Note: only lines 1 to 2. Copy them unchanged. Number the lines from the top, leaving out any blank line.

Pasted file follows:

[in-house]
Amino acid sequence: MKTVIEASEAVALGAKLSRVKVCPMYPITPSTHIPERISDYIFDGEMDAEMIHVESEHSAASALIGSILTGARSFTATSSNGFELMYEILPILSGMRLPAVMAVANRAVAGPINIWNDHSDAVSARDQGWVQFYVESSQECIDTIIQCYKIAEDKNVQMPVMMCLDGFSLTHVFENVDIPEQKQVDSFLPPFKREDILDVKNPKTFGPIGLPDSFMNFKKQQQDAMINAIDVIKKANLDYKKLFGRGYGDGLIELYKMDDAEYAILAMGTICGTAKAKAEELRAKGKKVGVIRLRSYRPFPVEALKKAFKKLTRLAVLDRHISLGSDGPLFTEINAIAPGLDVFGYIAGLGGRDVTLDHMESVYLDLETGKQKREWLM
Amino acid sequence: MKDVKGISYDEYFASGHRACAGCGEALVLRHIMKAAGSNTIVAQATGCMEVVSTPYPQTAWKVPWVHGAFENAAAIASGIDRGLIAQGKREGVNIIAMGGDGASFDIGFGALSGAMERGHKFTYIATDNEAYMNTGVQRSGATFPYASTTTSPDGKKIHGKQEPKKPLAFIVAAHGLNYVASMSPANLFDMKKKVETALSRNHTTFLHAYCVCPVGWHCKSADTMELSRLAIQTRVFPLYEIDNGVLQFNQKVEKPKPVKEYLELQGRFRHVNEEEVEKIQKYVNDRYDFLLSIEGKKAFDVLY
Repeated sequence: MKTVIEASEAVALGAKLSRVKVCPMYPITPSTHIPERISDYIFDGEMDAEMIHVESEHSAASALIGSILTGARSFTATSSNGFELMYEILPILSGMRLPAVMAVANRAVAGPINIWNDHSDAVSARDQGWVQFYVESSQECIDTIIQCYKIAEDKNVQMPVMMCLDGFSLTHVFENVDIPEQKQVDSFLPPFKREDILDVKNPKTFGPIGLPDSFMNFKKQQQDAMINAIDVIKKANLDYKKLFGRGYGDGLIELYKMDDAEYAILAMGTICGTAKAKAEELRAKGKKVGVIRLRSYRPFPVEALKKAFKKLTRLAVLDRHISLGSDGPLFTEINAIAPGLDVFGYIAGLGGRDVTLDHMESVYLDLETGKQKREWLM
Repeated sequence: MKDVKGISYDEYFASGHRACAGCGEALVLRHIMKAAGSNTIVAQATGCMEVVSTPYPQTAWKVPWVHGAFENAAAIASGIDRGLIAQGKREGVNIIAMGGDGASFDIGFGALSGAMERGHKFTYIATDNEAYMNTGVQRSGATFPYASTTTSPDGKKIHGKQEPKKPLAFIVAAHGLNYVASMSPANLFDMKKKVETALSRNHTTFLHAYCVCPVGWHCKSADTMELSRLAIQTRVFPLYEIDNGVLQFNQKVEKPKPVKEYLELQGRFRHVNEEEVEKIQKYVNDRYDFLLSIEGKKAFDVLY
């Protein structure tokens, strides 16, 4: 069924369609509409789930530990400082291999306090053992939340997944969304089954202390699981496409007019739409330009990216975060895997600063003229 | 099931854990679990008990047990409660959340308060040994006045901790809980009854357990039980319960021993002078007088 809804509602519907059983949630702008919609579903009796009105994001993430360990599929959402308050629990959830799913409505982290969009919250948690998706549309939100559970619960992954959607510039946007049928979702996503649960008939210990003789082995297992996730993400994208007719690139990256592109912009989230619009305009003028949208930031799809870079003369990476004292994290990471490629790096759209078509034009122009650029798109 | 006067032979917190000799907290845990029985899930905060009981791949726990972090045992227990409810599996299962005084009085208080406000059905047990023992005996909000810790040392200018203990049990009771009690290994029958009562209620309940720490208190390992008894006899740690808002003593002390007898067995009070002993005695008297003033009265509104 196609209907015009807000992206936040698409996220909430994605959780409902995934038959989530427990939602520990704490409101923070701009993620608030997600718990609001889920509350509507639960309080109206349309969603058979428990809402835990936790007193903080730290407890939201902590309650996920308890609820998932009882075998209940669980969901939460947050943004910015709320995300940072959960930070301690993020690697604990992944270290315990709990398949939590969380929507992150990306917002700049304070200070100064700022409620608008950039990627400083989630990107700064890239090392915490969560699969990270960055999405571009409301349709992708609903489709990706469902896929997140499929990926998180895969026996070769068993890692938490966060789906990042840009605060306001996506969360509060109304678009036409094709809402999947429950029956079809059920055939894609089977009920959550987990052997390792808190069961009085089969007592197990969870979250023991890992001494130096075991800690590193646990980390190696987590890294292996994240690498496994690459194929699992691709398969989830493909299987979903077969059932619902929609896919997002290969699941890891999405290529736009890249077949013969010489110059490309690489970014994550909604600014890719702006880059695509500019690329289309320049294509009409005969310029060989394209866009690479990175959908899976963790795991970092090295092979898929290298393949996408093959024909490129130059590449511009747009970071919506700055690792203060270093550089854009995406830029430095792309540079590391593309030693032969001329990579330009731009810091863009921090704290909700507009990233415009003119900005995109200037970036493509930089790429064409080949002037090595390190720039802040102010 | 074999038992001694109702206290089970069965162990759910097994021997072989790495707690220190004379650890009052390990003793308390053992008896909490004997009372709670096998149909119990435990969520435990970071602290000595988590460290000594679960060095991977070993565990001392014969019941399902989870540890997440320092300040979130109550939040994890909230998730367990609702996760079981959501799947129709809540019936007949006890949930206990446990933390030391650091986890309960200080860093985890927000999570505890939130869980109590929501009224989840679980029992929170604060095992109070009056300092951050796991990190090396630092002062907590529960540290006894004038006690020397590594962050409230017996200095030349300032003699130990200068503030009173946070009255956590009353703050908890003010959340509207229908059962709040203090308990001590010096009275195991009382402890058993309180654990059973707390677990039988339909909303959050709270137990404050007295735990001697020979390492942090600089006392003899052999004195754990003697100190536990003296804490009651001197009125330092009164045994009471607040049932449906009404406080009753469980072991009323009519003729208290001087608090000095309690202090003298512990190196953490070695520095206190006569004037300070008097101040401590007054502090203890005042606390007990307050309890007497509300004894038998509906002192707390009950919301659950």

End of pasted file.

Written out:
[in-house]
Amino acid sequence: MKTVIEASEAVALGAKLSRVKVCPMYPITPSTHIPERISDYIFDGEMDAEMIHVESEHSAASALIGSILTGARSFTATSSNGFELMYEILPILSGMRLPAVMAVANRAVAGPINIWNDHSDAVSARDQGWVQFYVESSQECIDTIIQCYKIAEDKNVQMPVMMCLDGFSLTHVFENVDIPEQKQVDSFLPPFKREDILDVKNPKTFGPIGLPDSFMNFKKQQQDAMINAIDVIKKANLDYKKLFGRGYGDGLIELYKMDDAEYAILAMGTICGTAKAKAEELRAKGKKVGVIRLRSYRPFPVEALKKAFKKLTRLAVLDRHISLGSDGPLFTEINAIAPGLDVFGYIAGLGGRDVTLDHMESVYLDLETGKQKREWLM